“Now I must give one smirk, and then we may be rational again.” Catherine turned away her head, not knowing whether she might venture to laugh. “I see what you think of me,” said he gravely — “I shall make but a poor figure in your journal tomorrow.”

“My journal!”

“Yes, I know exactly what you will say: Friday, went to the Lower Rooms; wore my sprigged muslin robe with blue trimmings — plain black shoes — appeared to much advantage; but was strangely harassed by a queer, half-witted man, who would make me dance with him, and distressed me by his nonsense.”

“Indeed I shall say no such thing.”

“Shall I tell you what you ought to say?”

“If you please.”

“I danced with a very agreeable young man, introduced by Mr. King; had a great deal of conversation with him — seems a most extraordinary genius — hope I may know more of him. That, madam, is what I wish you to say.”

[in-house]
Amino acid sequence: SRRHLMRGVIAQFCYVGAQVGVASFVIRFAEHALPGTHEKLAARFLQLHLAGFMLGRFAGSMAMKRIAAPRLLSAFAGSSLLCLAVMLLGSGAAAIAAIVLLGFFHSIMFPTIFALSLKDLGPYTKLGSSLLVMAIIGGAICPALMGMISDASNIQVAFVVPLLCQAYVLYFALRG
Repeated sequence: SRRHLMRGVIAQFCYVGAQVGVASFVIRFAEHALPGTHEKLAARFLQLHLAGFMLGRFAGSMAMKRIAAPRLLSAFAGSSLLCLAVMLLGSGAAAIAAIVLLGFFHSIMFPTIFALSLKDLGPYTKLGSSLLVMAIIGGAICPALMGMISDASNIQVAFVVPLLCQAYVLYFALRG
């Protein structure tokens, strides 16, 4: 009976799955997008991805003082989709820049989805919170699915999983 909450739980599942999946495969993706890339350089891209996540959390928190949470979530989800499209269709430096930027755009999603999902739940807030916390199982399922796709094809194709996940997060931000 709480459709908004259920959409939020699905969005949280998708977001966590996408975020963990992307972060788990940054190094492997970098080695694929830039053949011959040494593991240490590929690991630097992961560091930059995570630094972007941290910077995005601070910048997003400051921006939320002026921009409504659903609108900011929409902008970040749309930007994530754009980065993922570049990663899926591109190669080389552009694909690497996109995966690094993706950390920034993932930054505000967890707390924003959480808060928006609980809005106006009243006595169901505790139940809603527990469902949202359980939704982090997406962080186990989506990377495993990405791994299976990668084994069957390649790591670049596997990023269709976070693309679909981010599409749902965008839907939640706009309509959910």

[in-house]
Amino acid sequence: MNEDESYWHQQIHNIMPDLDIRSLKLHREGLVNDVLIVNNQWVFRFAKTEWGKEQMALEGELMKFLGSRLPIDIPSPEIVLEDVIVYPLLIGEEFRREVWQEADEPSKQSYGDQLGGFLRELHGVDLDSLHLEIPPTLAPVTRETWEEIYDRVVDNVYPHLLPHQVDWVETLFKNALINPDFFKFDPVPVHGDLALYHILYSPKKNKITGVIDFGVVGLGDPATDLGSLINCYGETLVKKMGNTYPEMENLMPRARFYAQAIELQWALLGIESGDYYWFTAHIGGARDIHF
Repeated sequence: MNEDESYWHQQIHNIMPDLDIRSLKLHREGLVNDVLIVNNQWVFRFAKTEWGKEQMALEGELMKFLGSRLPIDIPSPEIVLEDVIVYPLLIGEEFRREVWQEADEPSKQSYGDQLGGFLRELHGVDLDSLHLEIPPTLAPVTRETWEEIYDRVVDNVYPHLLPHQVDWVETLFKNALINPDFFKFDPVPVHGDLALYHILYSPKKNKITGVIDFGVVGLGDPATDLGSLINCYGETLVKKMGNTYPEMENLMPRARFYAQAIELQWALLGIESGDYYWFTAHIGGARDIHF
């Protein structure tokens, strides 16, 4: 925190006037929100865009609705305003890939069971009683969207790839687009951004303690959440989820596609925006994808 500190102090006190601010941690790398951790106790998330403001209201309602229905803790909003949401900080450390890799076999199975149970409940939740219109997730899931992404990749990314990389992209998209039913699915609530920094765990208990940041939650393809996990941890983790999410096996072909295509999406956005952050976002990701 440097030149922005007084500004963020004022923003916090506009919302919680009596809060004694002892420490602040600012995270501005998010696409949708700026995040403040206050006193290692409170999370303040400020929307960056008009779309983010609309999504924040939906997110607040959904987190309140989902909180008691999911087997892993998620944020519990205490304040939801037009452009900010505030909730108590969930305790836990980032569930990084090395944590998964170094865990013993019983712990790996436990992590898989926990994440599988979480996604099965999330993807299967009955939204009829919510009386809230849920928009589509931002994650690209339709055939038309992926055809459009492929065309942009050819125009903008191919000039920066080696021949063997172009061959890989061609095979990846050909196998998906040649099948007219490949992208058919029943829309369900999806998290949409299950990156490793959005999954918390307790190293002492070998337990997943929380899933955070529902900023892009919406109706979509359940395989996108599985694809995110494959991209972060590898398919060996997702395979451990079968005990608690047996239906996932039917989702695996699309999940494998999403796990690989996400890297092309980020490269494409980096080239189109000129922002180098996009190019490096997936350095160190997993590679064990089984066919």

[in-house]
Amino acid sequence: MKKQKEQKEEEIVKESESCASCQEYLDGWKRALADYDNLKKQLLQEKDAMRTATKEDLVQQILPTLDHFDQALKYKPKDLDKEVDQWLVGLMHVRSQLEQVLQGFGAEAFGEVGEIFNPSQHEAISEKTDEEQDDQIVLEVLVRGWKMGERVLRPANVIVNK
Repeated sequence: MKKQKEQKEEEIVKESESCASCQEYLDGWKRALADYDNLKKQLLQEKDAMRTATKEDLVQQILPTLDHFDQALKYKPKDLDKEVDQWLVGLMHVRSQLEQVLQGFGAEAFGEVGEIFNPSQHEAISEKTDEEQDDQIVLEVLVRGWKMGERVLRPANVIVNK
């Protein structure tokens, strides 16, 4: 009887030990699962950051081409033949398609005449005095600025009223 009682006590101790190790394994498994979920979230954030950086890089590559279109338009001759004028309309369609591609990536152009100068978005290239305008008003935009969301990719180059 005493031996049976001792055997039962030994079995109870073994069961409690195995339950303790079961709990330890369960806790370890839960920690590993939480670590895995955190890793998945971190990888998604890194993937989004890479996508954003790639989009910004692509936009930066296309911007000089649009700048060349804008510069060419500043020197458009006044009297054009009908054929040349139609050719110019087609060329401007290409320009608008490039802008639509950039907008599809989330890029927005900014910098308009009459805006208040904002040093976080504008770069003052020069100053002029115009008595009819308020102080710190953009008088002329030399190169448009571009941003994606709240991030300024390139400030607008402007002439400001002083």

“But, perhaps, I keep no journal.”

“Perhaps you are not sitting in this room, and I am not sitting by you. These are points in which a doubt is equally possible. Not keep a journal! How are your absent cousins to understand the tenour of your life in Bath without one? How are the civilities and compliments of every day to be related as they ought to be, unless noted down every evening in a journal? How are your various dresses to be remembered, and the particular state of your complexion, and curl of your hair to be described in all their diversities, without having constant recourse to a journal? My dear madam, I am not so ignorant of young ladies’ ways as you wish to believe me; it is this delightful habit of journaling which largely contributes to form the easy style of writing for which ladies are so generally celebrated. Everybody allows that the talent of writing agreeable letters is peculiarly female. Nature may have done something, but I am sure it must be essentially assisted by the practice of keeping a journal.”
― Jane Austen, Northanger Abbey